Apartments for three generations of the same family are stacked inside this multi-storey house in Seoul, which features brick cladding that is perforated to create screens in front of some of the windows.
Dongsimwon house is located in the South Korean capital’s densely populated Mok 2-dong, where poor quality multiplex buildings proliferate.
Sosu Architects was tasked with creating a contemporary take on this typology, which provides comfortable living spaces for the parents and their daughters’ families.
The clients also insisted that the house should contribute to its context at the entrance to an alley, so its form and materiality are informed by its relationship with the adjacent buildings.
The six-storey structure occupies the maximum available footprint on the compact plot. As it extends upwards, the facades are cut away at different angles to comply with regulations regarding rights to light.
On the ground floor, a void at the front of the building provides parking spaces for the family. The recessed space also marks the entrance to a cafe situated on this level.
Concrete pillars support the upper storeys and tube lights incorporated into the ceiling of the parking area illuminate the space at night, creating a more engaging presence on the street.
The house’s uniform brick facades are interrupted by openings that are partially concealed behind a perforated brick bond where a degree of privacy is required.
Inside the building, the levels above the ground-floor cafe are divided between the different generations. The parents’ apartment is on the first floor, with one family occupying the entire second floor and the top three storeys combining to form a further apartment.
“Each floor that is suitable for each family’s lifestyle is planned in a construction method as if it is piled up with three single houses,” said Sosu Architects.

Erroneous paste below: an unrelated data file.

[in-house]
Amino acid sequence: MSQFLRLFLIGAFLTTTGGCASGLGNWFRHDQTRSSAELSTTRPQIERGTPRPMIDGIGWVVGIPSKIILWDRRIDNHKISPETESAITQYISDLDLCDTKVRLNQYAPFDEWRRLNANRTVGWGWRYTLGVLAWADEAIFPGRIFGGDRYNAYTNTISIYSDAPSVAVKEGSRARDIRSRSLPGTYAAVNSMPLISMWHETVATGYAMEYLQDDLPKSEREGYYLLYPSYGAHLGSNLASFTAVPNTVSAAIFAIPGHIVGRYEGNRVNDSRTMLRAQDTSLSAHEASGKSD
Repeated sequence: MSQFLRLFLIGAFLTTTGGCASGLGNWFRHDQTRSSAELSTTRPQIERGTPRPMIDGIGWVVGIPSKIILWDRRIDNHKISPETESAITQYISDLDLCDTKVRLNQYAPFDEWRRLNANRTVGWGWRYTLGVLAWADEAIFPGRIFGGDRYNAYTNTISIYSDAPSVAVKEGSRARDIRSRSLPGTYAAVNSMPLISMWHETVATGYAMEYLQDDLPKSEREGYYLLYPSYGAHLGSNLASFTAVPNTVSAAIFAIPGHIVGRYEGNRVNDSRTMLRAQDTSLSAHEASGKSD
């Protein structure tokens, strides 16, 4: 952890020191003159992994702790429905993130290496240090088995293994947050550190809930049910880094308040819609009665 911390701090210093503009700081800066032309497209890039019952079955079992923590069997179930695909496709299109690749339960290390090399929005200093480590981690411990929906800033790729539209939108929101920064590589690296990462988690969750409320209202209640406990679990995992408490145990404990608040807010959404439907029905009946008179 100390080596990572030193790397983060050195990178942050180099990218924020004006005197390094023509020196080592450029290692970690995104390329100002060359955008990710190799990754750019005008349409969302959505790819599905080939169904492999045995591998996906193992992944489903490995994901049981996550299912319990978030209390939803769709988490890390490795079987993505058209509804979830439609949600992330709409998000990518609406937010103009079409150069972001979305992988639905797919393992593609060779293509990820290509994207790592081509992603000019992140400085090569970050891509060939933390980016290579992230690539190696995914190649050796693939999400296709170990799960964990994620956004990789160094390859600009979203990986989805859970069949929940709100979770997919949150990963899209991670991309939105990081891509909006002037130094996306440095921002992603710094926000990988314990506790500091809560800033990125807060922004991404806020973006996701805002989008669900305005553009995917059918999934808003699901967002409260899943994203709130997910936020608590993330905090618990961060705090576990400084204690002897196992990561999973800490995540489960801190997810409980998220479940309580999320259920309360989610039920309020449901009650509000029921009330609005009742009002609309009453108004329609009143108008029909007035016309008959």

“Under this method, each floor is connected to various forms of stairs and those stair spaces are to be a good playground for children.”
Each of the apartments contains all necessary living spaces, but some of the communal areas such as the kitchen and dining room in the parents’ home are designed to be shared with the whole family.
Creating a larger communal room in the parents’ apartment means they lack in other areas such as storage, but this is compensated for in their daughters’ apartments.
Distributing different functions between the apartments creates a a living scenario that relies on sharing, but increases the efficiency of the internal plan.
Many of the internal spaces facilitate flexible usage, with partitions enabling different areas to be separated off as independent rooms if required.
Circulation spaces throughout the apartments are minimised, with most rooms leading off other rooms rather than unnecessary corridors.
The uppermost flat features a staircase with open treads connecting its three levels, including a bedroom contained in a plywood-lined attic with a ceiling that follows the shape of the pitched roof.
The architects said the project demonstrates an appropriate approach to tackling the need for high-density housing without compromising on the quality of internal space or negatively impacting on the neighbourhood.
“It’s time to concentrate on the potentiality of small scale multiplex house as an alternative downtown residence and pay more attention to this healthy housing unit which concerns relationship with the city,” said the studio.
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